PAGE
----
NASA researcher talks about the moon ahead of Dark Sky Festival presentations
December’s full moon, also known as the “cold moon,” lit up Cook County, Lake Superior and the Boundary Waters last night (Dec. 7) on a clear, cool night in northeastern Minnesota.
The timing for clear skies were ideal, as a rare event known as a lunar occultation of Mars unfolded around 9 p.m. An easy way to describe it is that the moon blocked out the red planet for about an hour.
Coincidentally, Dec. 7 also marked the 50th anniversary of NASA’s Apollo 17 mission launch – the last time humans set foot on the moon.
The moon has been in the news a great deal this week, as NASA’s Orion capsule and its test dummies swooped one last time around the moon Monday (Dec. 5), flying over a couple Apollo landing sites before heading home.
Orion will aim for a Pacific splashdown Sunday near San Diego, setting the stage for astronauts on the next flight in a couple years.
The capsule passed within 80 miles of the far side of the moon, using the lunar gravity as a slingshot for the 237,000-mile ride back to Earth. It spent a week in a wide, sweeping lunar orbit, the Associated Press reports.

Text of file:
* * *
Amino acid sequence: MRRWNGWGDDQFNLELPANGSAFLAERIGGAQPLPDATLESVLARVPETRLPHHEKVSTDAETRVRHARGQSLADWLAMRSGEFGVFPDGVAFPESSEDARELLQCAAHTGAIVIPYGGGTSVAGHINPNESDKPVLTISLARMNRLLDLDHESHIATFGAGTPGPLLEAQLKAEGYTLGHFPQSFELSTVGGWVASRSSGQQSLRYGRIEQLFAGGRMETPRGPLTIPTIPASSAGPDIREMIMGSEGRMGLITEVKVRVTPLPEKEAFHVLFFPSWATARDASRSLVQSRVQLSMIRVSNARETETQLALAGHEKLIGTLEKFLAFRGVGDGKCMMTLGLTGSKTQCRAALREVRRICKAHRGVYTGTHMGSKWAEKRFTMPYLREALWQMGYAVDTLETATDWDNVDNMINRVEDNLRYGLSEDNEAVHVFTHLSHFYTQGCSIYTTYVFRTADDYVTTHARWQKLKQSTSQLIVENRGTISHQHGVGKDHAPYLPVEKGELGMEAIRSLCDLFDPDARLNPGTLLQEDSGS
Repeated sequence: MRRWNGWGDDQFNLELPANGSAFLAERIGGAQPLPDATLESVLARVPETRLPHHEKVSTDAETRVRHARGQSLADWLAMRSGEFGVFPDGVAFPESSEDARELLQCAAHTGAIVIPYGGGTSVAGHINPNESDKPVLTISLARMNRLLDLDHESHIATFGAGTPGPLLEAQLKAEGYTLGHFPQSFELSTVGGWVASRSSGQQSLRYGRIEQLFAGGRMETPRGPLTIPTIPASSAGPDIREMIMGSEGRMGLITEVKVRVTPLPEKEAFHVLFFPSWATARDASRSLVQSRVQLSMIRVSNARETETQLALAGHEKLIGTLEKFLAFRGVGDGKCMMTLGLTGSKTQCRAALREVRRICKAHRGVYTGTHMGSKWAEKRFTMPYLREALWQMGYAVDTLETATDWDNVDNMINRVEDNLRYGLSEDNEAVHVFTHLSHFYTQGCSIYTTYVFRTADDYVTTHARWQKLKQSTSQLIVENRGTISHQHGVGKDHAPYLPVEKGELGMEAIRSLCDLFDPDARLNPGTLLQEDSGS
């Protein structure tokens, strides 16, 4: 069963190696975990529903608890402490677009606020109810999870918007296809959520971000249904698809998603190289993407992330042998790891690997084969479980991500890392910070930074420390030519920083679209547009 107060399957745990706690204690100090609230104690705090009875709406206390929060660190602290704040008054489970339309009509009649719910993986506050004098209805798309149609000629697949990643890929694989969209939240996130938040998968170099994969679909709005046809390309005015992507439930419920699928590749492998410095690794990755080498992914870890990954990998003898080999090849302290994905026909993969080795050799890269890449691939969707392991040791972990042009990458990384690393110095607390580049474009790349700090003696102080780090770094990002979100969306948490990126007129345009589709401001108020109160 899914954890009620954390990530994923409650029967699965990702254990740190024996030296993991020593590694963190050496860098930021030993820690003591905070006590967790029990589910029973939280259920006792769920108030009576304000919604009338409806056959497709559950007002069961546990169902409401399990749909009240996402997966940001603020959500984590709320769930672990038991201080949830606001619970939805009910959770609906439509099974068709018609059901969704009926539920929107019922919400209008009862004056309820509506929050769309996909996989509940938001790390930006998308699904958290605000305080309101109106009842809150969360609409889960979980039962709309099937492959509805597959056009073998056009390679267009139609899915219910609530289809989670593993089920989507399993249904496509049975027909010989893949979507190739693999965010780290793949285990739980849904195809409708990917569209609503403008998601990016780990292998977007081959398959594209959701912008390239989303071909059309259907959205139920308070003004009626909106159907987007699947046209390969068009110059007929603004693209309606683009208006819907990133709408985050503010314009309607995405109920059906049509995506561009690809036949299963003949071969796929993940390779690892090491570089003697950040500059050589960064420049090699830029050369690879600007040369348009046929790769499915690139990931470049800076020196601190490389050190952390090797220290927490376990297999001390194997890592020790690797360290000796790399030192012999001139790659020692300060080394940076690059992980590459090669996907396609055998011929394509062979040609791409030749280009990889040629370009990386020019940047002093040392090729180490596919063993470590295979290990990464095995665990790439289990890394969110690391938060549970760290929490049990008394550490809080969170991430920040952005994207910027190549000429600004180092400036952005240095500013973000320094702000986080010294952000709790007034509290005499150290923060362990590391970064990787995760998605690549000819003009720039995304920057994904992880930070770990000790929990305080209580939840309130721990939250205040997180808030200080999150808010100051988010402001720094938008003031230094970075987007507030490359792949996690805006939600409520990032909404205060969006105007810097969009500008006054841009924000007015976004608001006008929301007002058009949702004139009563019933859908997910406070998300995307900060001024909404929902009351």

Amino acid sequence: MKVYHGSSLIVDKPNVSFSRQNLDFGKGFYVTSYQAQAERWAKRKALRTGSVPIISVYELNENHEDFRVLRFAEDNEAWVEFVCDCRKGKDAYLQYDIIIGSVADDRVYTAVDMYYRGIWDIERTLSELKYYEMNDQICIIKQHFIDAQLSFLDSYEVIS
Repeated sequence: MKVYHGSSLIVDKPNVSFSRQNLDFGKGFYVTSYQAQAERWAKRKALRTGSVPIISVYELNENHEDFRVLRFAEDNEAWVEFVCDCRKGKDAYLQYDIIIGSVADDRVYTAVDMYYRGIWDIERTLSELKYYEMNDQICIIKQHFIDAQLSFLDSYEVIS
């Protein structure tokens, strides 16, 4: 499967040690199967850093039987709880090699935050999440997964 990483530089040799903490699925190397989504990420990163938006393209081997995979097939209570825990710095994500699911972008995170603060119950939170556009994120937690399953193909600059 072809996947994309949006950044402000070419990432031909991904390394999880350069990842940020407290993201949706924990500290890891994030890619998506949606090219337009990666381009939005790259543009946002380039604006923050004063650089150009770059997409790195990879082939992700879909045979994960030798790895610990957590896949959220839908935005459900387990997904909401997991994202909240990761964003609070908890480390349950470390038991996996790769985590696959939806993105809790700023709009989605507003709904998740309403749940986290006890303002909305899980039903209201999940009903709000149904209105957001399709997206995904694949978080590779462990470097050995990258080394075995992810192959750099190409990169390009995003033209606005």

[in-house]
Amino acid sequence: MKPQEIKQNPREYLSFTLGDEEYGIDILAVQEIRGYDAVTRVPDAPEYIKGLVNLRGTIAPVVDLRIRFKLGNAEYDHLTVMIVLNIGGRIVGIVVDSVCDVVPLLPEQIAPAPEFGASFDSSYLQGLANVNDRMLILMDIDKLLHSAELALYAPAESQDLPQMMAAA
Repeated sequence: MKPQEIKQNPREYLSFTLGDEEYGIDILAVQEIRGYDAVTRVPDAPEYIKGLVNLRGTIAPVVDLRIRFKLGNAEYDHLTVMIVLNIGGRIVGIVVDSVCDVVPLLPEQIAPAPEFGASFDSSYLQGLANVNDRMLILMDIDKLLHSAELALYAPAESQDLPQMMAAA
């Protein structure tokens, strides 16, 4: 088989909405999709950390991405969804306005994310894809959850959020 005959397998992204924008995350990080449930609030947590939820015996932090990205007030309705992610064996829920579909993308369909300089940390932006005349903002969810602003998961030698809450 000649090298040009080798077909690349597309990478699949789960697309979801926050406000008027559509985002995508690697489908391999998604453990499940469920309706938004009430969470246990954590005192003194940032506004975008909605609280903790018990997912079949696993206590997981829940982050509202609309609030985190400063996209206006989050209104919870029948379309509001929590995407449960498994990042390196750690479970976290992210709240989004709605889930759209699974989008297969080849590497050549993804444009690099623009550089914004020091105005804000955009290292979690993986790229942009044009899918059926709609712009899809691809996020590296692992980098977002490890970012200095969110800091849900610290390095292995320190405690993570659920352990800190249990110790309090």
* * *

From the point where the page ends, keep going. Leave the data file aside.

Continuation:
Once emerging from behind the moon and regaining communication with flight controllers in Houston, Orion beamed back photos of a close-up moon and a crescent Earth — Earthrise — in the distance.
As the nation processes all of the news about the moon, the dark skies are being celebrated this weekend in Cook County. An event tonight (Dec. 8) at Gunflint Lodge starting at 7 p.m. features Andrea Jones, a planetary geologist and the public engagement lead of the solar system exploration division at NASA’s Goddard Space Flight Center, will share one example of how NASA is getting ready to return to the moon. Jones will describe a field campaign in which she joined NASA scientists and astronauts in Iceland to better understand the environments astronauts will explore on the moon and Mars, look for potentially usable resources there (especially water), and determine what equipment and training our astronauts will need to stay safe and conduct scientific investigations on these other worlds.
WTIP’s Joe Friedrichs spoke with Jones Dec. 8 to learn more about her work with NASA and involvement with the local Dark Sky Festival. Audio below.
Click here for a full list of the Dark Sky Festival schedule.
The Associated Press contributed to this article.